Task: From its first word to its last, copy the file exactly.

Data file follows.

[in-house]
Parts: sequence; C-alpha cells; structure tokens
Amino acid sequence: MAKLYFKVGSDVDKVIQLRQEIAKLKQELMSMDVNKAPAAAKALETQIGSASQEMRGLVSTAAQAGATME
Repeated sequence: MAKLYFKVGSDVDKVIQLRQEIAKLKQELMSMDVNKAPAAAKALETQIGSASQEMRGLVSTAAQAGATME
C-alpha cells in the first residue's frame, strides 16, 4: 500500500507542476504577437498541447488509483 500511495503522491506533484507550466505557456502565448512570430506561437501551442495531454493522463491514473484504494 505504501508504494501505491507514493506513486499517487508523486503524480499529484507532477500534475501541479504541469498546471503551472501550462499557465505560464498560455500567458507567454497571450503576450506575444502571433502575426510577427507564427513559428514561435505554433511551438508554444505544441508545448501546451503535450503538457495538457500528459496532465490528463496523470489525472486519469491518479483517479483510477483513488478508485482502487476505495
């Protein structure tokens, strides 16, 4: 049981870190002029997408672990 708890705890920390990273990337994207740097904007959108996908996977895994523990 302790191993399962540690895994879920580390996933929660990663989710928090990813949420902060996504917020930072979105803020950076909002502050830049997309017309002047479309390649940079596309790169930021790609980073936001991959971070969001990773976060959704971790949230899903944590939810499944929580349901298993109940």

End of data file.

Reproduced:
[in-house]
Parts: sequence; C-alpha cells; structure tokens
Amino acid sequence: MAKLYFKVGSDVDKVIQLRQEIAKLKQELMSMDVNKAPAAAKALETQIGSASQEMRGLVSTAAQAGATME
Repeated sequence: MAKLYFKVGSDVDKVIQLRQEIAKLKQELMSMDVNKAPAAAKALETQIGSASQEMRGLVSTAAQAGATME
C-alpha cells in the first residue's frame, strides 16, 4: 500500500507542476504577437498541447488509483 500511495503522491506533484507550466505557456502565448512570430506561437501551442495531454493522463491514473484504494 505504501508504494501505491507514493506513486499517487508523486503524480499529484507532477500534475501541479504541469498546471503551472501550462499557465505560464498560455500567458507567454497571450503576450506575444502571433502575426510577427507564427513559428514561435505554433511551438508554444505544441508545448501546451503535450503538457495538457500528459496532465490528463496523470489525472486519469491518479483517479483510477483513488478508485482502487476505495
């Protein structure tokens, strides 16, 4: 049981870190002029997408672990 708890705890920390990273990337994207740097904007959108996908996977895994523990 302790191993399962540690895994879920580390996933929660990663989710928090990813949420902060996504917020930072979105803020950076909002502050830049997309017309002047479309390649940079596309790169930021790609980073936001991959971070969001990773976060959704971790949230899903944590939810499944929580349901298993109940």